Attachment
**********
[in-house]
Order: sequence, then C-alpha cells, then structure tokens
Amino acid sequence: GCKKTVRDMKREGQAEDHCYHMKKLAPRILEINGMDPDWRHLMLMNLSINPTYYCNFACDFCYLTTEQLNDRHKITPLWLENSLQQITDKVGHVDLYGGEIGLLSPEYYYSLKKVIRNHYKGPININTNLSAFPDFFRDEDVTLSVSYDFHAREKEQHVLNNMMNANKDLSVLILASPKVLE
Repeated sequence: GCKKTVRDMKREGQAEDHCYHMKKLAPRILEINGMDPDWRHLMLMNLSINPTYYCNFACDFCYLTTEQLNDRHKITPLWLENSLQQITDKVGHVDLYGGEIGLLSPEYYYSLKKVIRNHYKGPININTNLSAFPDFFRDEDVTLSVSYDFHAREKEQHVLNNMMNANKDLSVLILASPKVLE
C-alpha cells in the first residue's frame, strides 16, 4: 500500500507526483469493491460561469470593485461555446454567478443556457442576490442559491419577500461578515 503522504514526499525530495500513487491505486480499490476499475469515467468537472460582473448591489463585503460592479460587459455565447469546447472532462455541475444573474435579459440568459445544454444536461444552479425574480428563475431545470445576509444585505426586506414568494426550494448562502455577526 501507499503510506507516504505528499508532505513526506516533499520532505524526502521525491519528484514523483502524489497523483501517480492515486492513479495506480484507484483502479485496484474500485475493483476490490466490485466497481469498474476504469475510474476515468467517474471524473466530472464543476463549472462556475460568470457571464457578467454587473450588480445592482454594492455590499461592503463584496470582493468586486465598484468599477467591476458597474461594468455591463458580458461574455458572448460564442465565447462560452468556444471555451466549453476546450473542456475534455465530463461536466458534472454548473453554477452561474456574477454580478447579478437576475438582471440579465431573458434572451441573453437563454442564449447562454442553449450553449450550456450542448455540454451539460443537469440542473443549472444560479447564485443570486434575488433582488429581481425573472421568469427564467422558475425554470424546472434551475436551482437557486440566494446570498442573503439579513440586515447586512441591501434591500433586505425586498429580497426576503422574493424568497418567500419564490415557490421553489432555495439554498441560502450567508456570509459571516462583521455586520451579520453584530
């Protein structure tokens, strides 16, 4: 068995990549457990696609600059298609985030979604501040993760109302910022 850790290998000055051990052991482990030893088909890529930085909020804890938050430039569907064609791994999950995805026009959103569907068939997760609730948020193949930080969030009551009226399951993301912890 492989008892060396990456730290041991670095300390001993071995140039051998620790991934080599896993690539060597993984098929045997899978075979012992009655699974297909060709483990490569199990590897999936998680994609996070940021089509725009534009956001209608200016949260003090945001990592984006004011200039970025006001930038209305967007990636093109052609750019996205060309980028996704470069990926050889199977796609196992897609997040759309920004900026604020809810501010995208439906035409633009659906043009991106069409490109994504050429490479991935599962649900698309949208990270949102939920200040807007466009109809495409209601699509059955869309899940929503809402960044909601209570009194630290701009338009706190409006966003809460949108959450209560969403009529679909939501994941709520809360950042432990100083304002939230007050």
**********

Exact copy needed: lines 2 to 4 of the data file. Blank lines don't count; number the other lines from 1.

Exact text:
Order: sequence, then C-alpha cells, then structure tokens
Amino acid sequence: GCKKTVRDMKREGQAEDHCYHMKKLAPRILEINGMDPDWRHLMLMNLSINPTYYCNFACDFCYLTTEQLNDRHKITPLWLENSLQQITDKVGHVDLYGGEIGLLSPEYYYSLKKVIRNHYKGPININTNLSAFPDFFRDEDVTLSVSYDFHAREKEQHVLNNMMNANKDLSVLILASPKVLE
Repeated sequence: GCKKTVRDMKREGQAEDHCYHMKKLAPRILEINGMDPDWRHLMLMNLSINPTYYCNFACDFCYLTTEQLNDRHKITPLWLENSLQQITDKVGHVDLYGGEIGLLSPEYYYSLKKVIRNHYKGPININTNLSAFPDFFRDEDVTLSVSYDFHAREKEQHVLNNMMNANKDLSVLILASPKVLE